curtailattitude, position, opinion, viewpoint, standpoint, perspective, angle
inimical defect, faulty, imperfect, with pitfalls, with drawbacks 
flawed jeopardise, endanger, put at risk
imperilrestrict, restrain, curb, limit, hamper
implystalemate, deadlock, draw, halt, stoppage


stance break/ escalate/ intensify/ resolve 
surge policies/ component, part, logic, argument
clamp downagainst [corruption, the war]/ on the issue
nurture to humanity/ state/ interests/ public well-being/ nation/ safety
standoff talent, growth, natural ability, business
curtaildata, experiment
inimical in [production, prices, profits]; of [embarrassment, excitement, anger]
flawed the ecosystem/ economic growth/ democratic institutions/ fundamentals/ system/ plan
imperilinflation, unemployment, number, power, spread
implyon [fraud, domestic violence, racism]


  1. stance ___
  2. surge ___
  3. support ___
  4. transform ___
  5. ___ the grounds
  6. ___ particular
  7. ___ general
  8. clamp down ___
  9. impose ___
  10. ___ a juncture
a mental or emotional position or opinion taken with respect to smth

attitude, position, opinion, viewpoint, standpoint, perspective, angle 

take a stance on the issue, 
the [government’s, celebrity’s, politician’s] stance on,
a stance against [corruption, the war]
быстрый рост,
резкий скачок
a strong, forward movement, a sudden rush or burst

rise, increase, soar

a surge in [production, prices, profits]
a sudden surge of [embarrassment, excitement, anger]
clamp down
to behave repressively; attempt to repress something regarded as undesirable

restrict, restrain, curb, limit, hamper

clamp down on [fraud, domestic violence, racism][bids, efforts, plans, laws]
to clamp down on [fraud]
to encourage or provide moral support, to bring up; train; educate

encourage, foster, bolster, boost, support, inspire, motivate, mentor, guide

nurture your [talent, growth, natural ability, business]
standing apart; aloofness, smth that counterbalances

stalemate, deadlock, draw, halt, stoppage

silent/ shocked/ new/ polite/ tense/ geopolitical standoff
break/ escalate/ intensify/ resolve the standoff
unaware of the standoff
to cut short; reduce

restrict, confine, decrease, diminish 

an attempt to curtail [inflation, unemployment]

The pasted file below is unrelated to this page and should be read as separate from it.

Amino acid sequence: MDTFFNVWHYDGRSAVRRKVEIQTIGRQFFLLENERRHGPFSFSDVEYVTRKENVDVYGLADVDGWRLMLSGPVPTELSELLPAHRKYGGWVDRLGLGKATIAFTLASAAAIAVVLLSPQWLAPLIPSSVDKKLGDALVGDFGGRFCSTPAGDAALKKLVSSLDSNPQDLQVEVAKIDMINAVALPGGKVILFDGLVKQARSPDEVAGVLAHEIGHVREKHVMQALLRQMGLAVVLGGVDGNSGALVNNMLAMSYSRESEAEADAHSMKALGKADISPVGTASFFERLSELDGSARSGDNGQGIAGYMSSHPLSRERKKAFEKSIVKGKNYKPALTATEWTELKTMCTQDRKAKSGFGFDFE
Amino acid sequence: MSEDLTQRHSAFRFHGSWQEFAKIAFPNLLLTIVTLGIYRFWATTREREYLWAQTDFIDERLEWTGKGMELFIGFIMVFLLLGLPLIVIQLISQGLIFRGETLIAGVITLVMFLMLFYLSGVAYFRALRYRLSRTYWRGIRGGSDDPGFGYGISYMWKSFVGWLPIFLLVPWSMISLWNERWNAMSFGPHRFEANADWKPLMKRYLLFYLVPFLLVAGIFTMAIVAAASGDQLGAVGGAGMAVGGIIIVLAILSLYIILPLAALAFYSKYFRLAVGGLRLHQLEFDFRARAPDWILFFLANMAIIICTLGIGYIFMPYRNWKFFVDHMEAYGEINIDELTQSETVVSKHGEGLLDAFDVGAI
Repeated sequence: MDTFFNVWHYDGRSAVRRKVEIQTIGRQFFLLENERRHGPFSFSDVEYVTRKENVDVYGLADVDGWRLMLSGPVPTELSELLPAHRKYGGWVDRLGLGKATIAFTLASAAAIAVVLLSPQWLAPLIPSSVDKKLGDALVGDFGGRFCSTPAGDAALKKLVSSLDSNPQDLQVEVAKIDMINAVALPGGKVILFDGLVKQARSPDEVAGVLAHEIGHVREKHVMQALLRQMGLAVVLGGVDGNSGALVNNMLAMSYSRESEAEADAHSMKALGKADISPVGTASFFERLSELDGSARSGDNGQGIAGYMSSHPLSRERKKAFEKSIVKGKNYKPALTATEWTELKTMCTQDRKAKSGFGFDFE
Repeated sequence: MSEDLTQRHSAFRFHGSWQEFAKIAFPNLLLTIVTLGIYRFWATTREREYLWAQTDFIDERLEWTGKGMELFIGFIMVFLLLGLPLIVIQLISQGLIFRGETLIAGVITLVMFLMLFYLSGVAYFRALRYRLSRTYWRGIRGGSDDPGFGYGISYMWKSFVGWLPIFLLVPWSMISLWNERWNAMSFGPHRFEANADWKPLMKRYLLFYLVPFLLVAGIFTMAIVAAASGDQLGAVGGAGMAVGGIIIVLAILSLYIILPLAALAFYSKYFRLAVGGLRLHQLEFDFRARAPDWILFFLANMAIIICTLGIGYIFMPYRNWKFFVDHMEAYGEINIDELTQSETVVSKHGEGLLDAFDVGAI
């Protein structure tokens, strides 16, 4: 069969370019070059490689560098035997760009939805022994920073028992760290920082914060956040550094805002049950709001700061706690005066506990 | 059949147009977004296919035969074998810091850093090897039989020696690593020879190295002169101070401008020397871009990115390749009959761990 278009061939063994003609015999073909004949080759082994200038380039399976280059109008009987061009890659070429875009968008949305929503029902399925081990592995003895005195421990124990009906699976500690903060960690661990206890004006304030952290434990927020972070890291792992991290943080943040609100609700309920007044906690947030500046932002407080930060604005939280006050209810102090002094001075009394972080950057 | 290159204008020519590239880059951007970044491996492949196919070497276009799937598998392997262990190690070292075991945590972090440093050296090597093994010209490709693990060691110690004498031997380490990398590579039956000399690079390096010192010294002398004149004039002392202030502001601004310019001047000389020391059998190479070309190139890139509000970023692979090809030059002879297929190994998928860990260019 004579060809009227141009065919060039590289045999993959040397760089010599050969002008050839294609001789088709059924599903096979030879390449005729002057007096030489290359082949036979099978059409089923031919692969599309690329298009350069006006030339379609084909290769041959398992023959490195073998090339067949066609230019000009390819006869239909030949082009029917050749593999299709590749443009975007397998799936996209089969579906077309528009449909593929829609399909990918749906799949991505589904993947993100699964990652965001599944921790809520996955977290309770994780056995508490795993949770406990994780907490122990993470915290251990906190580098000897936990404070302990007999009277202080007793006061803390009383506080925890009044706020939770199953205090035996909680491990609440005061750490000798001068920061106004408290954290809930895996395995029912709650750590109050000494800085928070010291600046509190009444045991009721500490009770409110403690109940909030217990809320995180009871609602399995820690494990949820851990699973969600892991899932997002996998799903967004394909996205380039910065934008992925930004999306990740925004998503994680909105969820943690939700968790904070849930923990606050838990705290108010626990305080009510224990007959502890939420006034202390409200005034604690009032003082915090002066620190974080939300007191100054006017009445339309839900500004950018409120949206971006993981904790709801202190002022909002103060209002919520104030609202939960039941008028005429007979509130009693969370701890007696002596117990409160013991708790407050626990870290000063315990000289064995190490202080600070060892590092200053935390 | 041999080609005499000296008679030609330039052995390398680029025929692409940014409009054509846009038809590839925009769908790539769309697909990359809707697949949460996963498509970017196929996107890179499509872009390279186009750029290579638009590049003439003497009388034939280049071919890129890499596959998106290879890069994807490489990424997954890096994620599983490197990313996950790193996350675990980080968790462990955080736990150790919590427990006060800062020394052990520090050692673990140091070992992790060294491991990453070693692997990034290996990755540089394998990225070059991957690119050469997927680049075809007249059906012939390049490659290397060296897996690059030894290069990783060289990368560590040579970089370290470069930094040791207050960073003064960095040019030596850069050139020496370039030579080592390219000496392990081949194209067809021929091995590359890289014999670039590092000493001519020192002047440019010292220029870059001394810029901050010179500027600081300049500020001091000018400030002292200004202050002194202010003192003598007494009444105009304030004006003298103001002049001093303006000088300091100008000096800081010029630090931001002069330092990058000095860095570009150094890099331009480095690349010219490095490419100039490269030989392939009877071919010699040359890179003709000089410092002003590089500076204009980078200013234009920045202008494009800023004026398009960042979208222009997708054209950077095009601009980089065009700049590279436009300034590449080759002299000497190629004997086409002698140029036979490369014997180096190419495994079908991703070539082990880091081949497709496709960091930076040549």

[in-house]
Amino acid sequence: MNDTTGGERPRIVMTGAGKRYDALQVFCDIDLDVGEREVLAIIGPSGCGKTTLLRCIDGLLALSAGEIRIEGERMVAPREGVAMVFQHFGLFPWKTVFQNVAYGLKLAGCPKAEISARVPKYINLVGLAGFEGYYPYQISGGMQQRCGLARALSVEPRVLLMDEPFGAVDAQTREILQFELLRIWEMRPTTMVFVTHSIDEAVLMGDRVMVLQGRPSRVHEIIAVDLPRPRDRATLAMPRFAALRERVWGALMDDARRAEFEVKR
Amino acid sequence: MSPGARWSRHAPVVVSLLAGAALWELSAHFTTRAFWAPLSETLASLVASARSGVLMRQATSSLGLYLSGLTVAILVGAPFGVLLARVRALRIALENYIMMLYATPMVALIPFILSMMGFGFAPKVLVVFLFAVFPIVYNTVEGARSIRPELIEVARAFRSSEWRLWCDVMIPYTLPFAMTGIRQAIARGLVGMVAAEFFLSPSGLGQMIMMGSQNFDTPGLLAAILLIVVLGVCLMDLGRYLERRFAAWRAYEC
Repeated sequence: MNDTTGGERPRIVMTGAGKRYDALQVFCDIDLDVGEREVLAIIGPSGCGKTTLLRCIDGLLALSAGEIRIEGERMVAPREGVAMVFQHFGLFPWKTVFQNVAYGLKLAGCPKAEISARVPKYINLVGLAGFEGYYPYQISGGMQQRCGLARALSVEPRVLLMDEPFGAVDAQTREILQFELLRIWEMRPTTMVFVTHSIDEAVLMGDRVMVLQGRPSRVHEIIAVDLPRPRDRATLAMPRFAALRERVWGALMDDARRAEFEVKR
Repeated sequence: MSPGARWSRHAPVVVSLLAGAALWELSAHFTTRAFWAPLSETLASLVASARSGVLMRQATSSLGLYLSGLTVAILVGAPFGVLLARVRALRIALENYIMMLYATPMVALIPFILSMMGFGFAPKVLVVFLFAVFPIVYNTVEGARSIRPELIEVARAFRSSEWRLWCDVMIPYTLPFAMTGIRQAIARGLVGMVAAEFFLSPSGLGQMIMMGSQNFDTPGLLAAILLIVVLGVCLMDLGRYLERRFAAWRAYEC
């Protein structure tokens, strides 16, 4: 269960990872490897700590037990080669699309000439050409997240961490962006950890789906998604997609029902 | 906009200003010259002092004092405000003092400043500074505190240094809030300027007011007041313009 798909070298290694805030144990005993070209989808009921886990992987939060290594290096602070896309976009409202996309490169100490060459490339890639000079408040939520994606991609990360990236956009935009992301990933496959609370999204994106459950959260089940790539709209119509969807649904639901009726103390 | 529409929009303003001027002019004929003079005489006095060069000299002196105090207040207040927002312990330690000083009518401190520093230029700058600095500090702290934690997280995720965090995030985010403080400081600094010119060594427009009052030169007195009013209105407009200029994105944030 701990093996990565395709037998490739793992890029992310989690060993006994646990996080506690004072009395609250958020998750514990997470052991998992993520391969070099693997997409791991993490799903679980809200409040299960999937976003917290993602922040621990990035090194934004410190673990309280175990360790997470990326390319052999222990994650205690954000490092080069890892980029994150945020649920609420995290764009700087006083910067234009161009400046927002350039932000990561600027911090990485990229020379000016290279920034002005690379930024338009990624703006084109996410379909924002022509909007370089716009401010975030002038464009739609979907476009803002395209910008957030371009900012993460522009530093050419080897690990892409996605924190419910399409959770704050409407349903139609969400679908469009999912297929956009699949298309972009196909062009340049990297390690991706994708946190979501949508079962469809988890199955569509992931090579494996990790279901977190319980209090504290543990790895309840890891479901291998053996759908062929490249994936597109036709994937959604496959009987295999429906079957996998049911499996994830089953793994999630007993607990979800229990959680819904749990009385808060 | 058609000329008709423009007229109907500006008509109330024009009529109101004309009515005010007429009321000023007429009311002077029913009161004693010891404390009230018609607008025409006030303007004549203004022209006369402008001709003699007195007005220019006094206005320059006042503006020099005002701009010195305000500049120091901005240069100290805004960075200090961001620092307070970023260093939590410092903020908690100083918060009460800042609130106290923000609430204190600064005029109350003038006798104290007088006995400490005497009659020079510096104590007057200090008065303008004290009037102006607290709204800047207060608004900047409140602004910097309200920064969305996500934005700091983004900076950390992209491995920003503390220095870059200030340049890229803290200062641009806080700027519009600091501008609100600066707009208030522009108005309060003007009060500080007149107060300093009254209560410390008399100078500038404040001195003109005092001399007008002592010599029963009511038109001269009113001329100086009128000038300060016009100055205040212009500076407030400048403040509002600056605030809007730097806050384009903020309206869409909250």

curtailed the [number, power, spread] of
[drastically, sharply, significantly, further] curtail
недружелюбный, неблагоприятный,
harmful; causing injury; unfriendly; hostile

antagonistic, hostile, noxious, hazardous, detrimental

inimical to humanity/ state/ interests/ public well-being/ nation/ safety
characterised by defects, blemish; having imperfections

defect, faulty, imperfect, with pitfalls, with drawbacks 

a flawed [component, part, logic, argument]
flawed [social, economic, foreign, security] policies
to put in danger; endanger; pose a threat

jeopardise, endanger, put at risk

imperil the ecosystem/ economic growth/ democratic institutions/ fundamentals/ system/ plan
to indicate or suggest without being explicitly stated; to involve as a necessary circumstance; presuppose

indicate, suggest, signify, involve, mean, entail, contain, denote

the [data, experiment] implied that
implied [the beginning of, an end to] 
the [fact, thought, idea] was implied by

How to Boost NATO-EU Cooperation

Aug 19, 2022 Ian Bond  and Luigi Scazzieri

Russia’s invasion of Ukraine has shown that Europe can no longer afford to treat quasi-theological arguments over EU and NATO primacy as more important than its own security. While the Alliance clearly remains indispensable to deterring Russia, the EU has a crucial complementary role to play.

LONDON – Russia’s invasion of Ukraine in February was a watershed moment for European security. But relations between NATO and the European Union remain marred by mutual suspicion, institutional rivalry, and a lack of effective cooperation. The two organizations must set aside their differences and work together. Russia once again poses a long-term threat to European security. At the same time, the economic spillover from the war in Ukraine will intensify security challenges along Europe’s southern flank. And, as the current crisis involving Taiwan has shown, China’s increasing assertiveness will loom progressively larger in America’s strategic thinking. The key European security challenge in the coming years will be to strengthen deterrence against Russia while retaining the ability to tackle other threats. When it comes to deterring Russia, NATO is clearly the